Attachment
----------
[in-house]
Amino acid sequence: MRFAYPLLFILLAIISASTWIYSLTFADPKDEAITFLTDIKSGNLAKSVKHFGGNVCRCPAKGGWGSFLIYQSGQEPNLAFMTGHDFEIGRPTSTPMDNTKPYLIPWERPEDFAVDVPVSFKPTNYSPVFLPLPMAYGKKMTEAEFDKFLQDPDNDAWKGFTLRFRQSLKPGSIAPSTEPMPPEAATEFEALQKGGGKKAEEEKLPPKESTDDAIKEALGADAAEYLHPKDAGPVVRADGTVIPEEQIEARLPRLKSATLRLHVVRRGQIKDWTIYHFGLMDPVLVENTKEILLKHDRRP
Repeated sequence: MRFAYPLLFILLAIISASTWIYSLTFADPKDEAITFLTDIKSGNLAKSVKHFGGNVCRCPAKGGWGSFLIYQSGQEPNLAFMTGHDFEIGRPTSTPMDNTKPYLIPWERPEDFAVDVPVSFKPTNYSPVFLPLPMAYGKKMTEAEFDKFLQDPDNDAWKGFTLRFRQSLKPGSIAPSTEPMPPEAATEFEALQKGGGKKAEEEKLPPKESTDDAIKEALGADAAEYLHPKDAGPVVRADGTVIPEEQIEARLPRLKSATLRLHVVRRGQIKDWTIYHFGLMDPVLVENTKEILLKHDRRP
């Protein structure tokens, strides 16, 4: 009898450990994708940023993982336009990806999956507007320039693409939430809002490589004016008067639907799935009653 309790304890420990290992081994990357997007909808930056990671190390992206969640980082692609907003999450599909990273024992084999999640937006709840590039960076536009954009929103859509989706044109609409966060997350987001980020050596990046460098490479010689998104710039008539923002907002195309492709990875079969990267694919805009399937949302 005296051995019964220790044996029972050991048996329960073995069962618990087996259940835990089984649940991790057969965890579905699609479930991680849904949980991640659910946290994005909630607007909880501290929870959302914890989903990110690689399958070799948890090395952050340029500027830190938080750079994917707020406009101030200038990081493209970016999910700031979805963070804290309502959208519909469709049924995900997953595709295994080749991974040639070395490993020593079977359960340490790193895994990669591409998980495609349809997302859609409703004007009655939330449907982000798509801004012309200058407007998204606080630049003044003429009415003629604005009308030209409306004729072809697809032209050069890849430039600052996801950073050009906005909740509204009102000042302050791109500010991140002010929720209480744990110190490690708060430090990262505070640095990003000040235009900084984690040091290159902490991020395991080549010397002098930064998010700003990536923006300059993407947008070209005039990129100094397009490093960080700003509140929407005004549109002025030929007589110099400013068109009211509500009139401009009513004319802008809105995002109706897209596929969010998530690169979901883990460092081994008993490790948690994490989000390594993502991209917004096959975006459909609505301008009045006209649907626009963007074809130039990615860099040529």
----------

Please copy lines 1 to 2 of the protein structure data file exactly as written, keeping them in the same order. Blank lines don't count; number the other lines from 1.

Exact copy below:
[in-house]
Amino acid sequence: MRFAYPLLFILLAIISASTWIYSLTFADPKDEAITFLTDIKSGNLAKSVKHFGGNVCRCPAKGGWGSFLIYQSGQEPNLAFMTGHDFEIGRPTSTPMDNTKPYLIPWERPEDFAVDVPVSFKPTNYSPVFLPLPMAYGKKMTEAEFDKFLQDPDNDAWKGFTLRFRQSLKPGSIAPSTEPMPPEAATEFEALQKGGGKKAEEEKLPPKESTDDAIKEALGADAAEYLHPKDAGPVVRADGTVIPEEQIEARLPRLKSATLRLHVVRRGQIKDWTIYHFGLMDPVLVENTKEILLKHDRRP